G.S. 90-5.4(a)(2) requires licensees to report other licensees for “fraudulent prescribing, drug diversion, or theft of controlled substances.” Drug diversion is specifically defined by the statute as transferring controlled substances or prescriptions for controlled substances to:
(i) the licensee for his own personal use;
(ii) a licensee’s immediate family member;
(iii) any other person living in the same residence as the licensee;
(iv) any individual with whom the licensee is having a sexual relationship; or
(v) any individual unless for a legitimate medical purpose by an individual practitioner acting in the usual course of his professional practice.
Immediate family members will include a spouse, parent, child, sibling, any step-family member or in-law coextensive with the preceding identified relatives.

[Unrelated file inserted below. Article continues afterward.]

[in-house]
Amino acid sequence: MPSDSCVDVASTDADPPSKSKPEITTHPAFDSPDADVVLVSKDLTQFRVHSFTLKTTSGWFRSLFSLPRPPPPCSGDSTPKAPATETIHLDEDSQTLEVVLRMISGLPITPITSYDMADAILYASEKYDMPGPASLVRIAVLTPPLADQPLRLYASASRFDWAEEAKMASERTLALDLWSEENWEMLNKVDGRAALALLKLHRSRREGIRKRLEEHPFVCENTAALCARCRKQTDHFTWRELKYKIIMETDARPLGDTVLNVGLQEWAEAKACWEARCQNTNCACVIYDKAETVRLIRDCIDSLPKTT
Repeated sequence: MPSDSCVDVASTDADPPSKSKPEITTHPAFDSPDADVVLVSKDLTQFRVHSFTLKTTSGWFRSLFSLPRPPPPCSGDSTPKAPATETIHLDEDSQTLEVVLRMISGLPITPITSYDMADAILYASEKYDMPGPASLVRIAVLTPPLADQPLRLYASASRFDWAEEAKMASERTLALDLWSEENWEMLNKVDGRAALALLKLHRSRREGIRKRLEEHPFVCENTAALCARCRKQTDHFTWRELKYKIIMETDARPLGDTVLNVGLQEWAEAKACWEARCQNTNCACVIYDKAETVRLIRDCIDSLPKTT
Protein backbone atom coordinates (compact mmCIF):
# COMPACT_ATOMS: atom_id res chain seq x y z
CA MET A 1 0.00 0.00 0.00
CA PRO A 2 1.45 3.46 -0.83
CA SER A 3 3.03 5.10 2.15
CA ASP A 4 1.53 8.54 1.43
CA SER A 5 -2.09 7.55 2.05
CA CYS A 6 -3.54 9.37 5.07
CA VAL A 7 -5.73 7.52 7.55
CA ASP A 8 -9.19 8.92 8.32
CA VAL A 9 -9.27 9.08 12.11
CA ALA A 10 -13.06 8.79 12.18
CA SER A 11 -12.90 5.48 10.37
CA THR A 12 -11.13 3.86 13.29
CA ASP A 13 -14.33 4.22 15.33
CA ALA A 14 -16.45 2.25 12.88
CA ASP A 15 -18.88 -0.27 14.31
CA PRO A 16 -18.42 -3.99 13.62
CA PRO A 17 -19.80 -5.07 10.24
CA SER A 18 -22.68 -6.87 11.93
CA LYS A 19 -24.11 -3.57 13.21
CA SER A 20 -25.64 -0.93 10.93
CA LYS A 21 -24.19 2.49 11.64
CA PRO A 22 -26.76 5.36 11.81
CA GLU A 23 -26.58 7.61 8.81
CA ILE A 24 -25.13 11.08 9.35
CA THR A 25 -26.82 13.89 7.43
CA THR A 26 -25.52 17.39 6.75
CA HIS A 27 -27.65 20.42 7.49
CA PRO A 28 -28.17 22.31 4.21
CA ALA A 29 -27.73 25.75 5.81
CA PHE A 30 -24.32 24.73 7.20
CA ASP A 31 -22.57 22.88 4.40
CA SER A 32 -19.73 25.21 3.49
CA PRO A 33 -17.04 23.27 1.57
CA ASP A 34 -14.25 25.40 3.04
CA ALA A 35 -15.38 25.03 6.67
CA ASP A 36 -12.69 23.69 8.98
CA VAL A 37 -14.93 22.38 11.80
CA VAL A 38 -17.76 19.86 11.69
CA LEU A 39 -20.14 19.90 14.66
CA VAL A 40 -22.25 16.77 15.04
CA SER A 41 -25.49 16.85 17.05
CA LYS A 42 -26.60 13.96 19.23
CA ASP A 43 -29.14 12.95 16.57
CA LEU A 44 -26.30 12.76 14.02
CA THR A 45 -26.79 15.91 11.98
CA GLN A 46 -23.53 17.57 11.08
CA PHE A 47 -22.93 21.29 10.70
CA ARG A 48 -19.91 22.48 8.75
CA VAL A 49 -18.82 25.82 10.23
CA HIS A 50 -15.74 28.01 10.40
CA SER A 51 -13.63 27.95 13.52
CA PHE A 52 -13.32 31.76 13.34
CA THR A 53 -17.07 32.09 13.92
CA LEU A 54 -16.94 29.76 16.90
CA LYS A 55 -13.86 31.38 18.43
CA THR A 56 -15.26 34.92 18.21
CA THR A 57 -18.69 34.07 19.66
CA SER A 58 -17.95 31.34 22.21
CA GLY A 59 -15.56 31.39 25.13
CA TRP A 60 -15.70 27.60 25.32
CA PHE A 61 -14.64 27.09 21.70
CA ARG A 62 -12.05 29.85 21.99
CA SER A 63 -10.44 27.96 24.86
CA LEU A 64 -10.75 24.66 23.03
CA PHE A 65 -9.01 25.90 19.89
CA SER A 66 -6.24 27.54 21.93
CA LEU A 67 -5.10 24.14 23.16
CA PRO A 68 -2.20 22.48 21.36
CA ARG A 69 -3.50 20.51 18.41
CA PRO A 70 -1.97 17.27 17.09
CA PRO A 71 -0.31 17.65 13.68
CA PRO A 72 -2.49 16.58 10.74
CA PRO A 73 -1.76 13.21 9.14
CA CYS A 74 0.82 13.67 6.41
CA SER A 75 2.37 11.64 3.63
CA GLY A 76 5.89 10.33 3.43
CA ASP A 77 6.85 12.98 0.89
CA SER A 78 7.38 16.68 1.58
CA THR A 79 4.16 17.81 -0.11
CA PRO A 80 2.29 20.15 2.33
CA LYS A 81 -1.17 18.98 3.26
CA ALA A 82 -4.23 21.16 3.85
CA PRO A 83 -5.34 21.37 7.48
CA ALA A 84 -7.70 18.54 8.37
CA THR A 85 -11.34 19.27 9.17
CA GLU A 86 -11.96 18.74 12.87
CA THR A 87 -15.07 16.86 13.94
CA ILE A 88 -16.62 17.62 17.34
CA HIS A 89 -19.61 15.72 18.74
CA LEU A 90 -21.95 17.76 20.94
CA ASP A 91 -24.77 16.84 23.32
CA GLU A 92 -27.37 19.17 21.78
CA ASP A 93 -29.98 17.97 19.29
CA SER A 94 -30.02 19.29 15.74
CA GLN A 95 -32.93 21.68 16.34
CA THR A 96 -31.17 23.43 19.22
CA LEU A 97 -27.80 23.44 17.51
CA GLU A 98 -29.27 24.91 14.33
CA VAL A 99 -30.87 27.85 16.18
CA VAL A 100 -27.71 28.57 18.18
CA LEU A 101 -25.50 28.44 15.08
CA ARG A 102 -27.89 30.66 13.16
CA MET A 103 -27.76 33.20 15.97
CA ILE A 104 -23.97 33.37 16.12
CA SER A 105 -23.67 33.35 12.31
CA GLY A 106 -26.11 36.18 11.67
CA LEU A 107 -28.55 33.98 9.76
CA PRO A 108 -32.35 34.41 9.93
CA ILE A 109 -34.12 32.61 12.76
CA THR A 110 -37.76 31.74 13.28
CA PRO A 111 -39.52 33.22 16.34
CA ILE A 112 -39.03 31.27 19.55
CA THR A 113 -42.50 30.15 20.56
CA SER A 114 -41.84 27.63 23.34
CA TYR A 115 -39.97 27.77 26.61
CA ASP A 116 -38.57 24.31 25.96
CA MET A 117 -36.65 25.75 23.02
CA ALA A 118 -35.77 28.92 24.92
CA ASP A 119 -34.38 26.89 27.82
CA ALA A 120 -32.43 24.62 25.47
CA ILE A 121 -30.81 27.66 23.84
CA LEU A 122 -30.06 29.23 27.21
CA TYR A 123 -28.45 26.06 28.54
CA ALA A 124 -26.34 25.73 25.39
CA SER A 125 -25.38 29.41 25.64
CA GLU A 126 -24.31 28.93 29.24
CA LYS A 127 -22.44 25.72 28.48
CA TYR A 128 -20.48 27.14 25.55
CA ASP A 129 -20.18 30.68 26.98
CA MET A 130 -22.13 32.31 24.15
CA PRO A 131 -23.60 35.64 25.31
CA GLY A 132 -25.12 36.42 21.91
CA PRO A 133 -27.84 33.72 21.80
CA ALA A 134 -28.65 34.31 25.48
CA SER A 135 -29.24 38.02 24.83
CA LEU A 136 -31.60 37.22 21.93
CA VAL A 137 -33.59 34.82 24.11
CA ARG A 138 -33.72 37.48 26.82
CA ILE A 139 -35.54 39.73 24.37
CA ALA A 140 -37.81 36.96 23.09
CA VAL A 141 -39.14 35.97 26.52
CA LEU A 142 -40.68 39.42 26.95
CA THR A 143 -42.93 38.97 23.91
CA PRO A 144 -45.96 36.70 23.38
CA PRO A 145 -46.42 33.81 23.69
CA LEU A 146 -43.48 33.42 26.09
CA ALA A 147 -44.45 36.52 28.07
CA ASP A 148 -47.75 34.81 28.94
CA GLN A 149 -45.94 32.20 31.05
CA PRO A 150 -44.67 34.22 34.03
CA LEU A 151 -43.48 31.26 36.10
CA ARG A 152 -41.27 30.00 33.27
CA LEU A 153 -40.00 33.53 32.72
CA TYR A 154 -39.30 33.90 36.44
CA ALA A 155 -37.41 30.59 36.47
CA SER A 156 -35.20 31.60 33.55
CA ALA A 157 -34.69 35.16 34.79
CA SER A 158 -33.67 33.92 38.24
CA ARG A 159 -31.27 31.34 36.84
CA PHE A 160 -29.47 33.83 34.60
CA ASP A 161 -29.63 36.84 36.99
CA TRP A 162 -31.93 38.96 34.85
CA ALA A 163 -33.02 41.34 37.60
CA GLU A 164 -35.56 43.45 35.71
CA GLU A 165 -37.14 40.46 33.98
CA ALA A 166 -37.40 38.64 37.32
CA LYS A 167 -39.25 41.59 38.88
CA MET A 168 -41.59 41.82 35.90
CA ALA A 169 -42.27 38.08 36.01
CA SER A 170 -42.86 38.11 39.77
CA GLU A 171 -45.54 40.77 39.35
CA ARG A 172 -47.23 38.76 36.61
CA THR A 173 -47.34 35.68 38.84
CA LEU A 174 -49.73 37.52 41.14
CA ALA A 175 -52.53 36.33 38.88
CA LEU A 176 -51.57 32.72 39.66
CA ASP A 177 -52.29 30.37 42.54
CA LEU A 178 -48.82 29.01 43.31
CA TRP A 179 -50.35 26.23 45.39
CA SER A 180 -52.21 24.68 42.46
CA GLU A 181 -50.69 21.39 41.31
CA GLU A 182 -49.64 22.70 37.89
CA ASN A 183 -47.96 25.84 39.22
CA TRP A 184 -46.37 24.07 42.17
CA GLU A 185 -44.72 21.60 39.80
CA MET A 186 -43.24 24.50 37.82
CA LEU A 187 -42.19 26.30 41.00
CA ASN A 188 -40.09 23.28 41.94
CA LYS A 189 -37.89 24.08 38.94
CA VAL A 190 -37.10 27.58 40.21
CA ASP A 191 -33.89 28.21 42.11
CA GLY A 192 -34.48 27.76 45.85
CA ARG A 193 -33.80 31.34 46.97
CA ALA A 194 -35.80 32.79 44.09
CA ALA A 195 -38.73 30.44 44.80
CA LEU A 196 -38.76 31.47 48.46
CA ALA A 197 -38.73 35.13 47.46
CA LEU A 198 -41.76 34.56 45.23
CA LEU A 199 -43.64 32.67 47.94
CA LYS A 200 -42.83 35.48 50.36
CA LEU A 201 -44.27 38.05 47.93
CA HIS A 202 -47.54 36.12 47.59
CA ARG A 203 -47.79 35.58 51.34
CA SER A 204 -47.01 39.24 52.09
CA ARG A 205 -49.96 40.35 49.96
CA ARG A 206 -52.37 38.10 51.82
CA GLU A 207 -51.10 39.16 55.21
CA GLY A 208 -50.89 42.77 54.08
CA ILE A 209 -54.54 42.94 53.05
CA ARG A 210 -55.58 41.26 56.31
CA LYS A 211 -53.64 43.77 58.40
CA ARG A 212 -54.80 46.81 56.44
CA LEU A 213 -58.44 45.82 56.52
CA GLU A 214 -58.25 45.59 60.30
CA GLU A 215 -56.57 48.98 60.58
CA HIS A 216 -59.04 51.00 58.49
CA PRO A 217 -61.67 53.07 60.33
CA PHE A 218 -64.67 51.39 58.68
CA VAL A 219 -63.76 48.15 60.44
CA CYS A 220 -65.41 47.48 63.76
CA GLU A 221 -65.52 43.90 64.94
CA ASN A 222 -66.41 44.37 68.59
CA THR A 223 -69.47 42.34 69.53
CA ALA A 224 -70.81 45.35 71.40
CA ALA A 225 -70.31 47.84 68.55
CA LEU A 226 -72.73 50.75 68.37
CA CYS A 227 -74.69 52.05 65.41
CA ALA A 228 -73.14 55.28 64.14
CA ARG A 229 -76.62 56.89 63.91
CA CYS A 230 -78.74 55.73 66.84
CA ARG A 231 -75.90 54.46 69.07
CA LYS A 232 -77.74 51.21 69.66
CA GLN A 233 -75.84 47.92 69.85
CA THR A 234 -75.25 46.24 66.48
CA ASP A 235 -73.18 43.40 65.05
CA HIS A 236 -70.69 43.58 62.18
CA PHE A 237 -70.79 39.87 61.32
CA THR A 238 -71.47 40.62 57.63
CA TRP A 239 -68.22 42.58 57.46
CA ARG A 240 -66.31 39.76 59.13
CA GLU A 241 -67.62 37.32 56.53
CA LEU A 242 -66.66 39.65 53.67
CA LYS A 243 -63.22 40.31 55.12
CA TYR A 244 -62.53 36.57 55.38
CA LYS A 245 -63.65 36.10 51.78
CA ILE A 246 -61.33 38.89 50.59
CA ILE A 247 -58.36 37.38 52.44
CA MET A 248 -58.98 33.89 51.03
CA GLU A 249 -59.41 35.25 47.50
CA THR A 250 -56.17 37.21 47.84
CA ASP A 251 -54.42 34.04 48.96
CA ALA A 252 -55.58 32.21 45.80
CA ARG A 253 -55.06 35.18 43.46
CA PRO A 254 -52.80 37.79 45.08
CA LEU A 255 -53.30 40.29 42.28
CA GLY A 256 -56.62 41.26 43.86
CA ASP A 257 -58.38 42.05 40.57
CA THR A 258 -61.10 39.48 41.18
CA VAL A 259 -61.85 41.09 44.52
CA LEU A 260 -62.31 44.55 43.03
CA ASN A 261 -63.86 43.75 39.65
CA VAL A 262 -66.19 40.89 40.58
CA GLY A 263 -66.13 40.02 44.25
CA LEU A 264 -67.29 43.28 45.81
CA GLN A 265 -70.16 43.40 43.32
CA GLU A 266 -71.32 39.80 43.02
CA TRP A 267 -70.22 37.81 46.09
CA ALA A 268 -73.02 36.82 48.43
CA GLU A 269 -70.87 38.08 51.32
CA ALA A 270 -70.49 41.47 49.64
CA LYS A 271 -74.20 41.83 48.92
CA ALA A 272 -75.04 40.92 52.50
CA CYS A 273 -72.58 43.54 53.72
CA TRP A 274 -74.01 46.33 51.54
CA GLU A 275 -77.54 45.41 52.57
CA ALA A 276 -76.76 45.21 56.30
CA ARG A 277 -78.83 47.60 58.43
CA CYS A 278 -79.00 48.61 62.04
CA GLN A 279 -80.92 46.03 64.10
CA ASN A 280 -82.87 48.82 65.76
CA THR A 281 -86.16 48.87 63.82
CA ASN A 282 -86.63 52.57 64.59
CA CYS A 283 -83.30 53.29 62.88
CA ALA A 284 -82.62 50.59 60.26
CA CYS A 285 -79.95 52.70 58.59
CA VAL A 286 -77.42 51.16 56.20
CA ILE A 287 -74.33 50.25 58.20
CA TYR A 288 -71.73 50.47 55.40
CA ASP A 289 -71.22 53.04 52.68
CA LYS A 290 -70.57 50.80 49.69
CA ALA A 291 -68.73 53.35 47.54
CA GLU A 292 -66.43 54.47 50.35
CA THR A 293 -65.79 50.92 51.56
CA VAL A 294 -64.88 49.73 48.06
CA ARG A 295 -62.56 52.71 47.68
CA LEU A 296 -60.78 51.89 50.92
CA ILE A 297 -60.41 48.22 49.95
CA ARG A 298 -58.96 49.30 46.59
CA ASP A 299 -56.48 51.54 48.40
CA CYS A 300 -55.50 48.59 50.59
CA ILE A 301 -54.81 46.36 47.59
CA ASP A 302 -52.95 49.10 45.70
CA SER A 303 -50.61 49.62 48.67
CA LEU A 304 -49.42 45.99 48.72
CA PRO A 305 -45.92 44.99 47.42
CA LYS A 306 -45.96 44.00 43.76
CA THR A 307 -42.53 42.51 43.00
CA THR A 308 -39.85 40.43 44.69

Fraudulent prescribing is not specifically defined and will overlap with drug diversion, but it is a prescription that is written for the purpose of obtaining a controlled substance for an illicit use. Examples include selling prescriptions, writing prescriptions in exchange for sexual favors, writing prescriptions for fictitious patients, or forging prescriptions on another licensee’s prescription pad.
Theft of controlled substances will include stealing any controlled substances from patients, clinics, practices, pharmacies, hospitals or other healthcare facility. It will also include stealing prescription samples or drugs intended for disposal in drug take back programs.